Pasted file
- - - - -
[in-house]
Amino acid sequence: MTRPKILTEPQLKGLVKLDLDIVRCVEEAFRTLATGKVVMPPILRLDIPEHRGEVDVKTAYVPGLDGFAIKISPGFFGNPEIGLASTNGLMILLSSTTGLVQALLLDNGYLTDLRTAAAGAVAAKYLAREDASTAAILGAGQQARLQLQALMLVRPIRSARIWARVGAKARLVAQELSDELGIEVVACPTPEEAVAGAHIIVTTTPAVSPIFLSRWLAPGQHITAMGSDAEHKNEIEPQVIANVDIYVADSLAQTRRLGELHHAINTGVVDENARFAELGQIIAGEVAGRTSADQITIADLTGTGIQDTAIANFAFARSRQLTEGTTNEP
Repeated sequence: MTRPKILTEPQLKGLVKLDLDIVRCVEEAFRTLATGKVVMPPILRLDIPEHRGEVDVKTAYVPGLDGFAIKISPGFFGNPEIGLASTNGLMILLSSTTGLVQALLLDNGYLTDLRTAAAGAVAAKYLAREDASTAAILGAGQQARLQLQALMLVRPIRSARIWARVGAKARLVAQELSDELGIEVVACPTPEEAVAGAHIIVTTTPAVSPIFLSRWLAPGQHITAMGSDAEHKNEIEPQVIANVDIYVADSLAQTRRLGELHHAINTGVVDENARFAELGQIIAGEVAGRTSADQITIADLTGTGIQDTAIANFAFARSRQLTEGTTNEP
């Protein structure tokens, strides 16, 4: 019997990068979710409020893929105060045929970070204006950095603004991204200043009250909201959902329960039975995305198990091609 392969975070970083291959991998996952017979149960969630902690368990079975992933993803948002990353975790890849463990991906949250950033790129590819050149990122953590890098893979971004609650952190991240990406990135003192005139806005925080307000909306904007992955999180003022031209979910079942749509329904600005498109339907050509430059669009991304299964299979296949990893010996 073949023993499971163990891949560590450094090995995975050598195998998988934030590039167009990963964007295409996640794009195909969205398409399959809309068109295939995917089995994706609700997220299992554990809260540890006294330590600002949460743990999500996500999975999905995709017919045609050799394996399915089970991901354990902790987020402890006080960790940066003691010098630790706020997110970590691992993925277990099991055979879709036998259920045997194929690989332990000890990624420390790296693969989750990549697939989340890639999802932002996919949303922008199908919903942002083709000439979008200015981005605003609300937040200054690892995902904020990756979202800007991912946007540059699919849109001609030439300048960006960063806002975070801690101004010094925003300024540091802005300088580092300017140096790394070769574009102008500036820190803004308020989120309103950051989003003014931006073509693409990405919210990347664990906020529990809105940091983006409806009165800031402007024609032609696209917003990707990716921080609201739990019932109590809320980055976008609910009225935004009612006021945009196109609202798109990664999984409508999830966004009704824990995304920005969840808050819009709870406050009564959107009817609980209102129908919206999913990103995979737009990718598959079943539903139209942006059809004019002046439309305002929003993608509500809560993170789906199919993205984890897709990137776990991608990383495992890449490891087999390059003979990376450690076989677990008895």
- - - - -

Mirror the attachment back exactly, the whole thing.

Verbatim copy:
[in-house]
Amino acid sequence: MTRPKILTEPQLKGLVKLDLDIVRCVEEAFRTLATGKVVMPPILRLDIPEHRGEVDVKTAYVPGLDGFAIKISPGFFGNPEIGLASTNGLMILLSSTTGLVQALLLDNGYLTDLRTAAAGAVAAKYLAREDASTAAILGAGQQARLQLQALMLVRPIRSARIWARVGAKARLVAQELSDELGIEVVACPTPEEAVAGAHIIVTTTPAVSPIFLSRWLAPGQHITAMGSDAEHKNEIEPQVIANVDIYVADSLAQTRRLGELHHAINTGVVDENARFAELGQIIAGEVAGRTSADQITIADLTGTGIQDTAIANFAFARSRQLTEGTTNEP
Repeated sequence: MTRPKILTEPQLKGLVKLDLDIVRCVEEAFRTLATGKVVMPPILRLDIPEHRGEVDVKTAYVPGLDGFAIKISPGFFGNPEIGLASTNGLMILLSSTTGLVQALLLDNGYLTDLRTAAAGAVAAKYLAREDASTAAILGAGQQARLQLQALMLVRPIRSARIWARVGAKARLVAQELSDELGIEVVACPTPEEAVAGAHIIVTTTPAVSPIFLSRWLAPGQHITAMGSDAEHKNEIEPQVIANVDIYVADSLAQTRRLGELHHAINTGVVDENARFAELGQIIAGEVAGRTSADQITIADLTGTGIQDTAIANFAFARSRQLTEGTTNEP
């Protein structure tokens, strides 16, 4: 019997990068979710409020893929105060045929970070204006950095603004991204200043009250909201959902329960039975995305198990091609 392969975070970083291959991998996952017979149960969630902690368990079975992933993803948002990353975790890849463990991906949250950033790129590819050149990122953590890098893979971004609650952190991240990406990135003192005139806005925080307000909306904007992955999180003022031209979910079942749509329904600005498109339907050509430059669009991304299964299979296949990893010996 073949023993499971163990891949560590450094090995995975050598195998998988934030590039167009990963964007295409996640794009195909969205398409399959809309068109295939995917089995994706609700997220299992554990809260540890006294330590600002949460743990999500996500999975999905995709017919045609050799394996399915089970991901354990902790987020402890006080960790940066003691010098630790706020997110970590691992993925277990099991055979879709036998259920045997194929690989332990000890990624420390790296693969989750990549697939989340890639999802932002996919949303922008199908919903942002083709000439979008200015981005605003609300937040200054690892995902904020990756979202800007991912946007540059699919849109001609030439300048960006960063806002975070801690101004010094925003300024540091802005300088580092300017140096790394070769574009102008500036820190803004308020989120309103950051989003003014931006073509693409990405919210990347664990906020529990809105940091983006409806009165800031402007024609032609696209917003990707990716921080609201739990019932109590809320980055976008609910009225935004009612006021945009196109609202798109990664999984409508999830966004009704824990995304920005969840808050819009709870406050009564959107009817609980209102129908919206999913990103995979737009990718598959079943539903139209942006059809004019002046439309305002929003993608509500809560993170789906199919993205984890897709990137776990991608990383495992890449490891087999390059003979990376450690076989677990008895």